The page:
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Impact of unintended pregnancy on maternal mental health: a causal analysis using follow up data of the Panel Study on Korean Children (PSKC)

Cited 34 time in Web of Science Cited 43 time in Scopus
Authors
Bahk, Jinwook; Yun, Sung-Cheol; Kim, Yu-mi; Khang, Young-Ho
Issue Date
2015-04-03
Publisher
BioMed Central
Citation
BMC Pregnancy and Childbirth, 15(1):85
Keywords
Inverse probabilityKoreaPerinatal depressionPropensity scoresStressUnintended pregnancy
Description
This is an Open Access article distributed under the terms of the Creative Commons Attribution License (http://creativecommons.org/licenses/by/4.0), which permits unrestricted use, distribution, and reproduction in any medium, provided the original work is properly credited.
Abstract
Background
Pregnancy intention is important for maternal and child health outcomes. The purpose of this study was to examine the causal relation between pregnancy intention and maternal depression and parenting stress in Korean women who gave birth during 2008.

Methods
This study is a retrospective evaluation of prospectively collected data from the Panel Study on Korean Children from 2008 to 2010. Causal analyses were conducted using propensity score matching and inverse probability of treatment weighted methods. In addition, mediation analyses were performed to test mitigating effects of marital conflict, fathers’ participation in childcare, and mothers’ knowledge of infant development on the relation between unintended pregnancy and adverse maternal mental health.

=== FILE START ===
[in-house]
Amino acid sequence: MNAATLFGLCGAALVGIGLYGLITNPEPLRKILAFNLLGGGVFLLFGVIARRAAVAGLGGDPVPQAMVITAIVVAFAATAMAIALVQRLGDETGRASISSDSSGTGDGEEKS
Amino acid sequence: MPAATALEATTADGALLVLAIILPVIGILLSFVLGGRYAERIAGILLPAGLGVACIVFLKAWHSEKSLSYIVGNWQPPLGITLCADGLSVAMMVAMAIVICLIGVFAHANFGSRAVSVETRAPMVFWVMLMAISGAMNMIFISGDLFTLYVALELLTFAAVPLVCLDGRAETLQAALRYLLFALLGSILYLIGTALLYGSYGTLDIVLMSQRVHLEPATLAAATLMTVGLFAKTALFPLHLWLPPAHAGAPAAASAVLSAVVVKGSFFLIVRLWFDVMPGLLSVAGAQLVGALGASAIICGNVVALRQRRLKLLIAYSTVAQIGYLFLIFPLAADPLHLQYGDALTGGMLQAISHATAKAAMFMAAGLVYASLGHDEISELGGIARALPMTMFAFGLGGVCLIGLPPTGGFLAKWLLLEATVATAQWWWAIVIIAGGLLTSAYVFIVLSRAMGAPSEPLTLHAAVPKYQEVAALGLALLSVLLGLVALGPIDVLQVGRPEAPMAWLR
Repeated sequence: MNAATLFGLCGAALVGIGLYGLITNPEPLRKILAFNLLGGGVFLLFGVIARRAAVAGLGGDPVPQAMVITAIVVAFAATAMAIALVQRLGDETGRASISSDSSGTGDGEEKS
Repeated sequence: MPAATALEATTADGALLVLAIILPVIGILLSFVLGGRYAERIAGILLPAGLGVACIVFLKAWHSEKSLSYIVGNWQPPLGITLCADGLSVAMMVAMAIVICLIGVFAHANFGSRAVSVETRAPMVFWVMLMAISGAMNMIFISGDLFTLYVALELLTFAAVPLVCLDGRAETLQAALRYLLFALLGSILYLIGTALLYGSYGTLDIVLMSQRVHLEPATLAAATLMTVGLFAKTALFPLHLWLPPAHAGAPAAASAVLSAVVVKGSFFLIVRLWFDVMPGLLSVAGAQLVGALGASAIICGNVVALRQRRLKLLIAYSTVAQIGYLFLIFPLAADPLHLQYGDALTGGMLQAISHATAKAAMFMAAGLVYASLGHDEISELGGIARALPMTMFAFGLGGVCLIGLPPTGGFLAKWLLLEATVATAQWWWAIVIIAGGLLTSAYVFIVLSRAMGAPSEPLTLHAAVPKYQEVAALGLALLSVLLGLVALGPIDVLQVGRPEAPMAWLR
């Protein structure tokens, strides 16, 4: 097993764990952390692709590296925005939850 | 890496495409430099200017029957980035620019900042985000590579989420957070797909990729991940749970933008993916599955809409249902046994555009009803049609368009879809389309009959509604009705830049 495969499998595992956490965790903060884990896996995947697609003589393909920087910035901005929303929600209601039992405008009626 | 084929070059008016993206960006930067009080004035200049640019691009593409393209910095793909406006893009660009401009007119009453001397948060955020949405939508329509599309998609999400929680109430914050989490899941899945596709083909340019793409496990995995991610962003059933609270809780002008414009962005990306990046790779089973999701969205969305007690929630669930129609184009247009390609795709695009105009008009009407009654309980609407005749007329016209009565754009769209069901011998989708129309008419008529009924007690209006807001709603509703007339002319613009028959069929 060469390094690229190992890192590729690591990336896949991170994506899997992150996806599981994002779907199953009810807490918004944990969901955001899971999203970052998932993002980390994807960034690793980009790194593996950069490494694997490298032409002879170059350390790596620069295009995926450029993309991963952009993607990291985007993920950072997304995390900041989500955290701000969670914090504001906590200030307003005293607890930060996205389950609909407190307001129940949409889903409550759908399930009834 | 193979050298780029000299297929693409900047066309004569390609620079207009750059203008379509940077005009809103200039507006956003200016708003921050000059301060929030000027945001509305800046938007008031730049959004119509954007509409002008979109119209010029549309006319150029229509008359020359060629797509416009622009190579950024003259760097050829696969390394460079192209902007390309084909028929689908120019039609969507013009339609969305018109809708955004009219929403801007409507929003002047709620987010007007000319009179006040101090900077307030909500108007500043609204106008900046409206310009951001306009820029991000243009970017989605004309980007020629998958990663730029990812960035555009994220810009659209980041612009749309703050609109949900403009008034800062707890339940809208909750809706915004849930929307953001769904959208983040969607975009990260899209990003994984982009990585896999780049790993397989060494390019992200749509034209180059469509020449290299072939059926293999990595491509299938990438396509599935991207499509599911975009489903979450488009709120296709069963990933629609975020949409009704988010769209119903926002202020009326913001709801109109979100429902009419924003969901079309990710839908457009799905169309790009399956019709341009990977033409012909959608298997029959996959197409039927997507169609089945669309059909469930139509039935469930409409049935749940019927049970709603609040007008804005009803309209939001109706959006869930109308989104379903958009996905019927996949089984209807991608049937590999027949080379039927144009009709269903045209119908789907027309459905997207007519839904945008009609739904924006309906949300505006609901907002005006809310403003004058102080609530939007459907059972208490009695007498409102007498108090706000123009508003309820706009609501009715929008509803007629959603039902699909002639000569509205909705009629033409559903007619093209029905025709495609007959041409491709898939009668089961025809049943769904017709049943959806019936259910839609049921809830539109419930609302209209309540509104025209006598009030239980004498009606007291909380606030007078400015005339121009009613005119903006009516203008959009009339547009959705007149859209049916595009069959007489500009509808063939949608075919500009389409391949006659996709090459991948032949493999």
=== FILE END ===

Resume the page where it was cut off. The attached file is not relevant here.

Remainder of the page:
Results
Results showed that the overall effect of an unintended pregnancy on maternal depression and parenting stress was statistically significant. An unintended pregnancy was associated with 20–22% greater odds of maternal depression, 0.28–0.39 greater depression score, and 0.85–1.16 greater parenting stress score. Relations between pregnancy intention and maternal depression, maternal depression score and parenting stress score were moderately explained by marital conflict and fathers’ participation in childcare.

Conclusions
Unintended pregnancy contributed to increased risks of maternal depression and parenting stress. Efforts to increase fathers’ participation in childcare and decrease marital conflict might be helpful to mitigate adverse impacts of unintended pregnancy on perinatal maternal mental health.
Language
English
URI
http://hdl.handle.net/10371/100662
DOI
https://doi.org/10.1186/s12884-015-0505-4
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College of Medicine/School of Medicine (의과대학/대학원)Health Policy and Management (의료관리학전공)Journal Papers (저널논문_의료관리학전공)
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